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CPPIB and Carlyle Group investing in Jack Ma’s Ant Financial: sources

A logo of Ant Financial is displayed in Hong Kong on Nov. 1, 2016.

Bobby Yip/Reuters

Ant Financial, the Chinese payments giant controlled by Jack Ma, is expected to close a fundraising of at least $10 billion in the next few days, attracting Carlyle Group and the Canada Pension Plan Investment Board as first-time investors, according to people familiar with the matter.

The Hangzhou-based company is said to be valued at about $150 billion in this round, the people said, requesting not to be named because the matter is private. Warburg Pincus is also joining the fundraising, they said.

The $10 billion funding, which Bloomberg News reported last month, makes Ant the world’s largest fintech firm and equips it with enormous resources for expansion. The company is already China’s biggest online payments service and controls the world’s largest money market fund as it moves deeper into areas from consumer lending to credit scoring. Ant Financial posted a 65 per cent jump in pre-tax profit, rising to 9.18 billion yuan ($1.4 billion) in the fiscal year ended in March, according to Bloomberg calculations based on company filings.

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Singaporean state investment firm Temasek Holdings Pte is also an investor in the latest financing, people familiar with the matter have said previously.

Carlyle spokesman Brian Zhou declined to comment, as did Ant Financial. Warburg Pincus spokeswoman Li Mingxia and CPPIB’s external spokeswoman also declined to comment.

The capital infusion can aid Ant’s battle with Tencent Holdings Ltd. for consumers while helping the company weather a more stringent regulatory environment. Temasek’s backing could also be key as Ant seeks to promote the use of Alipay beyond China.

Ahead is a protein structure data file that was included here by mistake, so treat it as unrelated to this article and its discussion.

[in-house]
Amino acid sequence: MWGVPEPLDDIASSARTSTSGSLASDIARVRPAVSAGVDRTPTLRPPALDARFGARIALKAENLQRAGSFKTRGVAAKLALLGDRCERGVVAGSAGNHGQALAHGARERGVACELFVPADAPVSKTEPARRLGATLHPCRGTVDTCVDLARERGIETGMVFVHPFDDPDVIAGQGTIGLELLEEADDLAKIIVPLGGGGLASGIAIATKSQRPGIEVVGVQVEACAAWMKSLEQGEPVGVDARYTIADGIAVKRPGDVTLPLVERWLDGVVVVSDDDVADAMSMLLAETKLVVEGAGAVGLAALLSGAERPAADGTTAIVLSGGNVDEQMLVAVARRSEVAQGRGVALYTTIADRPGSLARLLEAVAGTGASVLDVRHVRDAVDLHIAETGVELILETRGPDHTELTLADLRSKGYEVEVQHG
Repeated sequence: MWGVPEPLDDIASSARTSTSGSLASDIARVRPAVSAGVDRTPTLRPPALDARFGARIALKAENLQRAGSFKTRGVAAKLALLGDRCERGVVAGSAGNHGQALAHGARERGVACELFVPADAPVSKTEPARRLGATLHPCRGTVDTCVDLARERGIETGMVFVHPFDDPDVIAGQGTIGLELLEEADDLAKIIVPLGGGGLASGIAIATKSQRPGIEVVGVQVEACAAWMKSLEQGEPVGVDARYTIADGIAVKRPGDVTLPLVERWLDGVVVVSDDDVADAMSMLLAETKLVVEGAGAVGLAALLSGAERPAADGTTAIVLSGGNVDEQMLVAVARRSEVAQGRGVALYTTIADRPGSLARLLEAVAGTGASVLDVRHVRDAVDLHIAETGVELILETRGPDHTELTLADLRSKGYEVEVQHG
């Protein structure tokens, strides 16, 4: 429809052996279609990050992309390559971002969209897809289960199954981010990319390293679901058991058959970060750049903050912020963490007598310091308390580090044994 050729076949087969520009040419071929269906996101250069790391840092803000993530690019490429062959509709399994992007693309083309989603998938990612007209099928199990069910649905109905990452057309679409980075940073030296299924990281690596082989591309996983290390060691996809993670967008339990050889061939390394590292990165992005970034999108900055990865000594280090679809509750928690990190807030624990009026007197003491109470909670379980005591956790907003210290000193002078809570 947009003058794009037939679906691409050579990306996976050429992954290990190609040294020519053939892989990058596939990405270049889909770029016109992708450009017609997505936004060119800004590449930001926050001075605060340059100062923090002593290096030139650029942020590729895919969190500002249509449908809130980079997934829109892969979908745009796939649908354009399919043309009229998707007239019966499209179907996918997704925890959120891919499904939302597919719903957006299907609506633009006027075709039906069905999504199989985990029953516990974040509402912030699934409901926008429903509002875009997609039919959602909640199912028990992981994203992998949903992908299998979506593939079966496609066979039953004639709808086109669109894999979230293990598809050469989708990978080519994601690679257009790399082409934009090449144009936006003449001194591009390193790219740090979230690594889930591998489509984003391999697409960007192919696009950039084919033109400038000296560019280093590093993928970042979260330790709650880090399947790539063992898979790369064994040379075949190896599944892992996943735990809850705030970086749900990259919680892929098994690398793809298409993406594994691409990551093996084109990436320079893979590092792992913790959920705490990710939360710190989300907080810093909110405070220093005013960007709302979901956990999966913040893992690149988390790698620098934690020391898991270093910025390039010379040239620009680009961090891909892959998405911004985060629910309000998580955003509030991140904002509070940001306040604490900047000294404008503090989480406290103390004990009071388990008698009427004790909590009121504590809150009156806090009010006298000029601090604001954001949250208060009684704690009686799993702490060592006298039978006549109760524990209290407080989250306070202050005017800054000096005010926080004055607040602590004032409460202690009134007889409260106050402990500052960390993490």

Ant, the financial affiliate of Alibaba Group Holding Ltd., is formally known as Zhejiang Ant Small & Micro Financial Services Group Co. Spanning online payments, insurance, lending, credit scores, asset management and more, the behemoth resembles a mash-up of PayPal, Geico, Wells Fargo and Equifax – with a bit of BlackRock thrown in for good measure. Thanks to clever mobile apps and a burgeoning Chinese middle class, Ma’s company handles more than $2.4 trillion of mobile payments every three months. Many of the company’s 870 million customers rely on it for nearly every aspect of their financial lives.

In February, Alibaba announced plans to buy a 33 per cent stake that would give the e-commerce giant its first ownership of its payments affiliate since it was controversially spun out in 2011. Ant’s Alipay has been instrumental in driving Alibaba’s business and is increasingly employed in physical stores around the world, shadowing the movements of Chinese tourists. It’s now drumming up its presence overseas via investments into India’s Paytm and Thailand’s Ascend Money, an arm of the agriculture-to-telecommunications conglomerate Charoen Pokphand Group.

– With assistance from Sree Vidya Bhaktavatsalam and Cathy Chan.

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